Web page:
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RELEASE (REdressing Long-tErm Antidepressant uSE): protocol for a 3-arm pragmatic cluster randomised controlled trial effectiveness-implementation hybrid type-1 in general practice



Many people experience withdrawal symptoms when they attempt to stop antidepressants. Withdrawal symptoms are readily misconstrued for relapse or ongoing need for medication, contributing to long-term use (> 12 months). Long-term antidepressant use is increasing internationally yet is not recommended for most people. Long-term use is associated with adverse effects including weight gain, sexual dysfunction, lethargy, emotional numbing and increased risk of falls and fractures. This study aims to determine the effectiveness of two multi-strategy interventions (RELEASE and RELEASE+) in supporting the safe cessation of long-term antidepressants, estimate cost-effectiveness, and evaluate implementation strategies.



3-arm pragmatic cluster randomised controlled trial effectiveness-implementation hybrid type-1. Setting: primary care general practices in southeast Queensland, Australia. Population: adults 18 years or older taking antidepressants for longer than 1 year. Practices will be randomised on a 1.5:1:1 ratio of Usual care:RELEASE:RELEASE+. Intervention: RELEASE for patients includes evidence-based information and resources and an invitation to medication review; RELEASE for GPs includes education, training and printable resources via practice management software. RELEASE+ includes additional internet support for patients and prescribing support including audit and feedback for GPs. Outcome measures: the primary outcome is antidepressant use at 12 months self-reported by patients. Cessation is defined as 0 mg antidepressant maintained for at least 2 weeks. Secondary outcomes: at 6 and 12 months are health-related quality of life, antidepressant side effects, well-being, withdrawal symptoms, emotional numbing, beliefs about antidepressants, depressive symptoms, and anxiety symptoms; and at 12 months 75% reduction in antidepressant dose; aggregated practice level antidepressant prescribing, and health service utilisation for costs. Sample size: 653 patients from 28 practices. A concurrent evaluation of implementation will be through mixed methods including interviews with up to 40 patients and primary care general practitioners, brief e-surveys, and study administrative data to assess implementation outcomes (adoption and fidelity).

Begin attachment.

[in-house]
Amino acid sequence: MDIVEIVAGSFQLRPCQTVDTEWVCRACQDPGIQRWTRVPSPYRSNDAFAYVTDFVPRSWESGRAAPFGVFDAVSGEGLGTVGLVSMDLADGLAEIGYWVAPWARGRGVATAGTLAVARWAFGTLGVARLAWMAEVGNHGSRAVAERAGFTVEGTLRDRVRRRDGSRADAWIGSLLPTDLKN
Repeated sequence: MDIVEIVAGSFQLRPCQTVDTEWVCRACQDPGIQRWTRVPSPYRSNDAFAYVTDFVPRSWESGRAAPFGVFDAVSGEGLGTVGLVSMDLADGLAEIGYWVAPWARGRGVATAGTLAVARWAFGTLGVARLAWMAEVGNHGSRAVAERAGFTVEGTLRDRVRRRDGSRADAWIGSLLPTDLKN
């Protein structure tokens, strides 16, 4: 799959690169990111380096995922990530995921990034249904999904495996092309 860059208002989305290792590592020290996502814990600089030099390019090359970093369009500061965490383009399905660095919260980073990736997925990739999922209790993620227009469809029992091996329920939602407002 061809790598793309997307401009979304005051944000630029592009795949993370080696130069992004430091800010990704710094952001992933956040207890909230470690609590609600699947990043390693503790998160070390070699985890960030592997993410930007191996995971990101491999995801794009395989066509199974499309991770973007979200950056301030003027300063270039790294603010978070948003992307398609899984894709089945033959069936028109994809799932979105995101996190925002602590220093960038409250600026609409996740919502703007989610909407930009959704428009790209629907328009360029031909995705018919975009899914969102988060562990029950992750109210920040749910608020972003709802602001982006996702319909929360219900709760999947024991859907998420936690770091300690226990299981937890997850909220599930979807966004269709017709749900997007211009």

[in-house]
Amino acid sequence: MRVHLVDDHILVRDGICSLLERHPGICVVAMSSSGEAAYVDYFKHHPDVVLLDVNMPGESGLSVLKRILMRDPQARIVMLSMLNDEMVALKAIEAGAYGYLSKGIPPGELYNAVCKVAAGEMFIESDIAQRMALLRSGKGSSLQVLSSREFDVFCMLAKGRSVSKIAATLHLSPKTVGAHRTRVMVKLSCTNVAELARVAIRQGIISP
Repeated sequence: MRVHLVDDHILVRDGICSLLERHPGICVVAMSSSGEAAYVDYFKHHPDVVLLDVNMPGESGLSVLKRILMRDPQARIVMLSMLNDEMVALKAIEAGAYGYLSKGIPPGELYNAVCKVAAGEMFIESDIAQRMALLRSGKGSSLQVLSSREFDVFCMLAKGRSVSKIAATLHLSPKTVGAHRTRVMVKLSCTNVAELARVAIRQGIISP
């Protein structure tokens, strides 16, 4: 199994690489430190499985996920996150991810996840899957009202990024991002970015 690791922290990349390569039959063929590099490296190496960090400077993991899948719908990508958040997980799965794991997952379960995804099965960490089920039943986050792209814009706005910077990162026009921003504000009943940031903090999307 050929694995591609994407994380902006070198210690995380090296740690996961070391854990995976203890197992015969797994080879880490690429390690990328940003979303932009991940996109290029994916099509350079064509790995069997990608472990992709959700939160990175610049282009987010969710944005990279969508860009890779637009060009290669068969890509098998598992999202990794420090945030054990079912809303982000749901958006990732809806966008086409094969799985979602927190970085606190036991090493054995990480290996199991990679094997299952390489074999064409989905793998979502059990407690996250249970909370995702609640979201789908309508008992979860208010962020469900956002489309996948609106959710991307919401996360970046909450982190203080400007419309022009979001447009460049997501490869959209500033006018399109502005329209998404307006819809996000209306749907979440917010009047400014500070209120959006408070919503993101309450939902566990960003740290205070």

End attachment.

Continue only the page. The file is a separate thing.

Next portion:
The RELEASE study will develop new knowledge applicable internationally on the effectiveness, cost-effectiveness, and implementation of two multi-strategy interventions in supporting the safe cessation of long-term antidepressants to improve primary health care and outcomes for patients.

Trial registration

ANZCTR, ACTRN12622001379707p. Registered on 27 October 2022.

Peer Review reports

Administrative information

Note: the numbers in curly brackets in this protocol refer to SPIRIT checklist item numbers. The order of the items has been modified to group similar items (see

Title {1}

RELEASE (REdressing Long-tErm Antidepressant uSE): protocol for a 3-arm pragmatic cluster randomised controlled trial effectiveness-implementation hybrid type-1 in general practice

Trial registration {2a and 2b}.

Title: RELEASE (REdressing Long-tErm Antidepressant uSE): Protocol for a 3-arm pragmatic cluster randomised controlled trial effectiveness-implementation hybrid type-1 in general practice. Trial ID: ACTRN12622001379707p. Australian and New Zealand Clinical Trials Registry. Date Registered: 27th October 2022. Link:

Protocol version {3}

Version 8.0 4th July 2023.

Funding {4}

Australian Commonwealth Department of Health, Medical Research Future Fund (MRFF) 2020 Clinician Researchers: Applied Research in Health - MRFAR000079.